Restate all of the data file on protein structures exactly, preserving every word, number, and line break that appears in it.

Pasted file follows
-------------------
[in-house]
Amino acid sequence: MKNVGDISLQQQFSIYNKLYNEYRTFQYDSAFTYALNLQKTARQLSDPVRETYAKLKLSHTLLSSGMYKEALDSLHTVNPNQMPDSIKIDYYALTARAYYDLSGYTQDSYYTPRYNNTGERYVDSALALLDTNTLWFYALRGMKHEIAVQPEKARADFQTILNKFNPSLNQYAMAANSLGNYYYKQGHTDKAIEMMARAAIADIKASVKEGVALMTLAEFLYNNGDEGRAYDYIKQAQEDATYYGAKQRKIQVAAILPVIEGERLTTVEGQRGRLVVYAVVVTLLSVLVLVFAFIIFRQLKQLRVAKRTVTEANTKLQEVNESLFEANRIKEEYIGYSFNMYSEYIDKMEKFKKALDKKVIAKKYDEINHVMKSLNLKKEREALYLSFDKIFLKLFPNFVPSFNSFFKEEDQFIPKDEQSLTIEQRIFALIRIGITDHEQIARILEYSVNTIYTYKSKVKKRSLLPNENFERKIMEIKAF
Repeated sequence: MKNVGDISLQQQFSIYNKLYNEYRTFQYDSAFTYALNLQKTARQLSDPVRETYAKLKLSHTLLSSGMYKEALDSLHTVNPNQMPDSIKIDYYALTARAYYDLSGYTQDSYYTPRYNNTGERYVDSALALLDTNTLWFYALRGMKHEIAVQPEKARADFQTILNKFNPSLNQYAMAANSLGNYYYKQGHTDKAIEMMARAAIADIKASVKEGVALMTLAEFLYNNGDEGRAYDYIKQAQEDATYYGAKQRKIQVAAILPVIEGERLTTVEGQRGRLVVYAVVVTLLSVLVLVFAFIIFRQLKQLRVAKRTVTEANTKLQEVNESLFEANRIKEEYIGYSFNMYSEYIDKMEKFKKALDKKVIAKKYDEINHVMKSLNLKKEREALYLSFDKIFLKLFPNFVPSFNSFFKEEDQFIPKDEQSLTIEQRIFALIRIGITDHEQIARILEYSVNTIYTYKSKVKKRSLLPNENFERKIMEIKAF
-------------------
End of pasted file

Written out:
[in-house]
Amino acid sequence: MKNVGDISLQQQFSIYNKLYNEYRTFQYDSAFTYALNLQKTARQLSDPVRETYAKLKLSHTLLSSGMYKEALDSLHTVNPNQMPDSIKIDYYALTARAYYDLSGYTQDSYYTPRYNNTGERYVDSALALLDTNTLWFYALRGMKHEIAVQPEKARADFQTILNKFNPSLNQYAMAANSLGNYYYKQGHTDKAIEMMARAAIADIKASVKEGVALMTLAEFLYNNGDEGRAYDYIKQAQEDATYYGAKQRKIQVAAILPVIEGERLTTVEGQRGRLVVYAVVVTLLSVLVLVFAFIIFRQLKQLRVAKRTVTEANTKLQEVNESLFEANRIKEEYIGYSFNMYSEYIDKMEKFKKALDKKVIAKKYDEINHVMKSLNLKKEREALYLSFDKIFLKLFPNFVPSFNSFFKEEDQFIPKDEQSLTIEQRIFALIRIGITDHEQIARILEYSVNTIYTYKSKVKKRSLLPNENFERKIMEIKAF
Repeated sequence: MKNVGDISLQQQFSIYNKLYNEYRTFQYDSAFTYALNLQKTARQLSDPVRETYAKLKLSHTLLSSGMYKEALDSLHTVNPNQMPDSIKIDYYALTARAYYDLSGYTQDSYYTPRYNNTGERYVDSALALLDTNTLWFYALRGMKHEIAVQPEKARADFQTILNKFNPSLNQYAMAANSLGNYYYKQGHTDKAIEMMARAAIADIKASVKEGVALMTLAEFLYNNGDEGRAYDYIKQAQEDATYYGAKQRKIQVAAILPVIEGERLTTVEGQRGRLVVYAVVVTLLSVLVLVFAFIIFRQLKQLRVAKRTVTEANTKLQEVNESLFEANRIKEEYIGYSFNMYSEYIDKMEKFKKALDKKVIAKKYDEINHVMKSLNLKKEREALYLSFDKIFLKLFPNFVPSFNSFFKEEDQFIPKDEQSLTIEQRIFALIRIGITDHEQIARILEYSVNTIYTYKSKVKKRSLLPNENFERKIMEIKAF